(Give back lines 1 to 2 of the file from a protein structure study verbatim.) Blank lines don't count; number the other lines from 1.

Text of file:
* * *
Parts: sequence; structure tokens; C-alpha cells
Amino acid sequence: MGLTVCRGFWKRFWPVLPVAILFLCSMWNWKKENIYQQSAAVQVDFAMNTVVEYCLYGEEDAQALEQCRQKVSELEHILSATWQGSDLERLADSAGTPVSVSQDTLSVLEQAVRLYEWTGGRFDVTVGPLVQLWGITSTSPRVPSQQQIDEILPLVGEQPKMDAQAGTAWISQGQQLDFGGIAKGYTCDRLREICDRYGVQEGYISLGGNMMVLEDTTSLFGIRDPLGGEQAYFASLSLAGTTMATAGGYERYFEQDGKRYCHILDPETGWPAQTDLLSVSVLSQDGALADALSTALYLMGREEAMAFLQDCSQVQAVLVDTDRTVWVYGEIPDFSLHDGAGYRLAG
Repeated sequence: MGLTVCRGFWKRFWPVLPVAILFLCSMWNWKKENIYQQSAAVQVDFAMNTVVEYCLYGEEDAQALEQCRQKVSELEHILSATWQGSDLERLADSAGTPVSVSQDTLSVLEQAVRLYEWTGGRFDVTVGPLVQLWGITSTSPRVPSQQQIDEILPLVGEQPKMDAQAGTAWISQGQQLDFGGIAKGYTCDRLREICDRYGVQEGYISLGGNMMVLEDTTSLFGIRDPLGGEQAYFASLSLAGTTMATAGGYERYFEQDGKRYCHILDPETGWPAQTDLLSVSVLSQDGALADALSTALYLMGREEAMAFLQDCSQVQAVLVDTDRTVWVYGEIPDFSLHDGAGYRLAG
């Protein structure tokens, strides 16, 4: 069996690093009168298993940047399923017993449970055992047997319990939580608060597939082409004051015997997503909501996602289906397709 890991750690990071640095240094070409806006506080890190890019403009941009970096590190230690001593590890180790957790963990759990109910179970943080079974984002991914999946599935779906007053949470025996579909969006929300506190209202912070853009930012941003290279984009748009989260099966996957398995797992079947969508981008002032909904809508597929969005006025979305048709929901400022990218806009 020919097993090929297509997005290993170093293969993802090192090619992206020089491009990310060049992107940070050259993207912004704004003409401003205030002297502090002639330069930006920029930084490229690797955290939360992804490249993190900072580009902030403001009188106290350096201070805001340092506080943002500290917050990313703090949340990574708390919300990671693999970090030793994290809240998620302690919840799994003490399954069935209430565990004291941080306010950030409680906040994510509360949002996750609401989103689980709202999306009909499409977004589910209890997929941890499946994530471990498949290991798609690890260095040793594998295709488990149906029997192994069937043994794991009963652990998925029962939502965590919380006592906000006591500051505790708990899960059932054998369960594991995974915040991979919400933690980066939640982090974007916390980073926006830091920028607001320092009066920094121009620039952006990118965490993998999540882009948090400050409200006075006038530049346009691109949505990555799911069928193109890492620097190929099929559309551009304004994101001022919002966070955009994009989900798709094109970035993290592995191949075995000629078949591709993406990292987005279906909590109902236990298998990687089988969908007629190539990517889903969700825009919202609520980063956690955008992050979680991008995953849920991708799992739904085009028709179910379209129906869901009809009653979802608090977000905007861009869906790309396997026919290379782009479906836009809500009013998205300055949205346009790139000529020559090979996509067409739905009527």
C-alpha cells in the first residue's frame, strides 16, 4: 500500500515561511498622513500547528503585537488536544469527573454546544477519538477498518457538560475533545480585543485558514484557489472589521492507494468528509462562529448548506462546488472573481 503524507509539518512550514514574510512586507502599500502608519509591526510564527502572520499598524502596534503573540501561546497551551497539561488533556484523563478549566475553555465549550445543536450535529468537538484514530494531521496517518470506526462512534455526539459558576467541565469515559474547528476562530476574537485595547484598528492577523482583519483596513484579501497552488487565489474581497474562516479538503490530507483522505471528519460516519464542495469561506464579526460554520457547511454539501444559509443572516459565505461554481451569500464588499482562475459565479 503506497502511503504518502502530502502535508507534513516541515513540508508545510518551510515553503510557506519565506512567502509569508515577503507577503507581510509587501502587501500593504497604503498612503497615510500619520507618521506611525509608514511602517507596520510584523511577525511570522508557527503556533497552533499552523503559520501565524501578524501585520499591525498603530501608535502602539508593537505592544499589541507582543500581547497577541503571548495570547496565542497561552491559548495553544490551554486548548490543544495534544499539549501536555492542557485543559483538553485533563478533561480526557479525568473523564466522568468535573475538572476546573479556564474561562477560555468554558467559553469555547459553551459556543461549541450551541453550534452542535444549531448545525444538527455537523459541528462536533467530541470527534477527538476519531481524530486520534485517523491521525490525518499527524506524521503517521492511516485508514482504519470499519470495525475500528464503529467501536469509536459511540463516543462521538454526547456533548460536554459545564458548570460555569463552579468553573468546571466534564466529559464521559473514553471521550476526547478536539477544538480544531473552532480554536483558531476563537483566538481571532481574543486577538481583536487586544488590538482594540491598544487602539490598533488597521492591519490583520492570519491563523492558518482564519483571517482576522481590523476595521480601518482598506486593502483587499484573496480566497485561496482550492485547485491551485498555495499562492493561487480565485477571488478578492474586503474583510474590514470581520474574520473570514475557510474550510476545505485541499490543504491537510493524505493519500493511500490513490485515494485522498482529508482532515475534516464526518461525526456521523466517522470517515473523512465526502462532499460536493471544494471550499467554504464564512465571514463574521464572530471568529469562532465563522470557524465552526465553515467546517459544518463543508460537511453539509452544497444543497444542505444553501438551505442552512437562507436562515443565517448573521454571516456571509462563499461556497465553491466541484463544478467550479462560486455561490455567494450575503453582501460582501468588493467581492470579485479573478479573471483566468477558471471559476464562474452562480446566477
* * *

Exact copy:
Parts: sequence; structure tokens; C-alpha cells
Amino acid sequence: MGLTVCRGFWKRFWPVLPVAILFLCSMWNWKKENIYQQSAAVQVDFAMNTVVEYCLYGEEDAQALEQCRQKVSELEHILSATWQGSDLERLADSAGTPVSVSQDTLSVLEQAVRLYEWTGGRFDVTVGPLVQLWGITSTSPRVPSQQQIDEILPLVGEQPKMDAQAGTAWISQGQQLDFGGIAKGYTCDRLREICDRYGVQEGYISLGGNMMVLEDTTSLFGIRDPLGGEQAYFASLSLAGTTMATAGGYERYFEQDGKRYCHILDPETGWPAQTDLLSVSVLSQDGALADALSTALYLMGREEAMAFLQDCSQVQAVLVDTDRTVWVYGEIPDFSLHDGAGYRLAG